Wednesday, August 26, 2009

Frequently Asked Questions 1

Is there anything special you need during your visit?

I’m usually thankful for an easel and a big pad of paper. If the event in question is the sort of thing at which I could show slides, I like to have a digital projector on hand. Sometimes I’m asked about less practical things, however. Sometimes I’m asked if I have any sort of weird, non-negotiable contract riders like a certain thread count to my hotel sheets or a single ostrich feather for book-signing.

I got on this topic once with a library that was hosting me for a reading and signing on Dr. Seuss’s birthday. I no longer remember if I was just trying to be funny and broached the subject on my own, or if maybe the library started it by asking if I needed a bowl of all-green M&Ms or a bowl of everything but green M&Ms or whatever. How did green M&Ms become the yardstick of celebrity dressing-room excess? I Google it and find the legend attributed to Van Halen on one website and Aerosmith on another. Probably neither is true. Anyway, to the library I believe I answered that color was immaterial but that I wanted M&Ms with the “m” on each candy to be replaced with the Greek letter “pi”, and also a dozen live doves.

These kinds of events are generally booked weeks or even months in advance, so by the evening of Dr. Seuss’s birthday I’d forgotten all about the conversation. They anticipated this and had a copy of our last email exchange attached to the bags of custom M&Ms they gave me. It seems Mars Incorporated could not, at the time, put the letter “pi” on an M&M, but they could print “3.14…” They could print it on each and every green oblate spheroid.

It was all a very nice gesture, but it made me sensitive to where these sorts of careless jokes can lead. So now I just ask for the doves.


David said...

From David Lee Roth's autobiography:

"Van Halen was the first band to take huge productions into tertiary, third-level markets. We’d pull up with nine eighteen-wheeler trucks, full of gear, where the standard was three trucks, max. And there were many, many technical errors—whether it was the girders couldn’t support the weight, or the flooring would sink in, or the doors weren’t big enough to move the gear through.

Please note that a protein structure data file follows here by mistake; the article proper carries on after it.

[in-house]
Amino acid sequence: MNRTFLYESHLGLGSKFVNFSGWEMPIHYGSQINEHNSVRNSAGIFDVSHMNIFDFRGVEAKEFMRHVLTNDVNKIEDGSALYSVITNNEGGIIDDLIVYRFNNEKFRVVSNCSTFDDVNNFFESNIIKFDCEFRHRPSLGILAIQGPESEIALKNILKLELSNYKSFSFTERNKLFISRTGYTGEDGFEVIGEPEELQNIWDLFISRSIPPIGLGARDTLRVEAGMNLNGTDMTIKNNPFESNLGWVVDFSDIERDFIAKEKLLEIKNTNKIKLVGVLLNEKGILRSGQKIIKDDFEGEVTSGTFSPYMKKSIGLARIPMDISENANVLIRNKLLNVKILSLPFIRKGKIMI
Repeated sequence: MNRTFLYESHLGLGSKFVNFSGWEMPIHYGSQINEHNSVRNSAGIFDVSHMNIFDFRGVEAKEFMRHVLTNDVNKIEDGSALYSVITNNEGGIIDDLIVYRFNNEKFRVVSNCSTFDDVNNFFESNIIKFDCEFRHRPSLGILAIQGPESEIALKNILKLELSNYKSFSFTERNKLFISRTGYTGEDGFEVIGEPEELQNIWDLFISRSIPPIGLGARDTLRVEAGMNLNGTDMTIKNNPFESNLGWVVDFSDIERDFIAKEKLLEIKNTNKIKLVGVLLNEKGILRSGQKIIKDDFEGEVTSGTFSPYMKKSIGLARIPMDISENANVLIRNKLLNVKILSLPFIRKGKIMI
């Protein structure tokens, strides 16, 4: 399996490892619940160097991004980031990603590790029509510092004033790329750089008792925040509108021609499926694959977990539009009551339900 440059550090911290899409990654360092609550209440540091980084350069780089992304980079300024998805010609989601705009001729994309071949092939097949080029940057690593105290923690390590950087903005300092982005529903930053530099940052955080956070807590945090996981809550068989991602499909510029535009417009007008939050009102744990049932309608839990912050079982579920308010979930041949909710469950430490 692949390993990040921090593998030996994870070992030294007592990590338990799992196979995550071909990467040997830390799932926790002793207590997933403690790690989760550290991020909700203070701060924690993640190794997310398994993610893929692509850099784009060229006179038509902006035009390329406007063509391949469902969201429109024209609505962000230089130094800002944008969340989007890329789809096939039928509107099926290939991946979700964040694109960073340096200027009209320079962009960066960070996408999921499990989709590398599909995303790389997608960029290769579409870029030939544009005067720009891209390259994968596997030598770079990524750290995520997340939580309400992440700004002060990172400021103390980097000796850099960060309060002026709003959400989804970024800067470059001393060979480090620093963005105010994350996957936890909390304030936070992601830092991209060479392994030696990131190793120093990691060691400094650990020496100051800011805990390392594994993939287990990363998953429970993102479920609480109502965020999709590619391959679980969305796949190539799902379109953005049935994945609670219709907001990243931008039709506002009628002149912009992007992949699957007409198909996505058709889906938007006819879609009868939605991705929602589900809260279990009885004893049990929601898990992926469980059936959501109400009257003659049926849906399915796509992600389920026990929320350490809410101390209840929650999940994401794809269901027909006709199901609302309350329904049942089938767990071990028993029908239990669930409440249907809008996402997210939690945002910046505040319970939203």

The contract rider read like a version of the Chinese Yellow Pages because there was so much equipment, and so many human beings to make it function. So just as a little test, in the technical aspect of the rider, it would say “Article 148: There will be fifteen amperage voltage sockets at twenty-foot spaces, evenly, providing nineteen amperes...” This kind of thing. And article number 126, in the middle of nowhere, was: “There will be no brown M&M’s in the backstage area, upon pain of forfeiture of the show, with full compensation.”

So, when I would walk backstage, if I saw a brown M&M in that bowl... well, line-check the entire production. Guaranteed you’re going to arrive at a technical error. They didn’t read the contract. Guaranteed you’d run into a problem. Sometimes it would threaten to just destroy the whole show. Something like, literally, life-threatening."

Also: Green M&Ms make you horny, and red M&Ms cause cancer.

Adam Rex said...

Ha! Hi David.

I knew someone would bring this up. I started writing these long Frequently Asked Questions a while ago (more will appear in the coming days and weeks if people seem interested), but I was reminded of this one recently when I heard John Flansburg (of They Might Be Giants) on This American Life explaining the reason behind the M&M dressing room legend.

I decided I liked the FAQ as originally written and opted not to edit in this new information, but the comments section seems like the right place for it.

Jason Michels said...

I was going to mention This American Life! Listening to that show is just another thing that makes you awesome, Adam Rex.

Jennifer Kearney said...

lol, you really got m&m's with 3.14 on them?!? ...did you get a picture? that is too funny!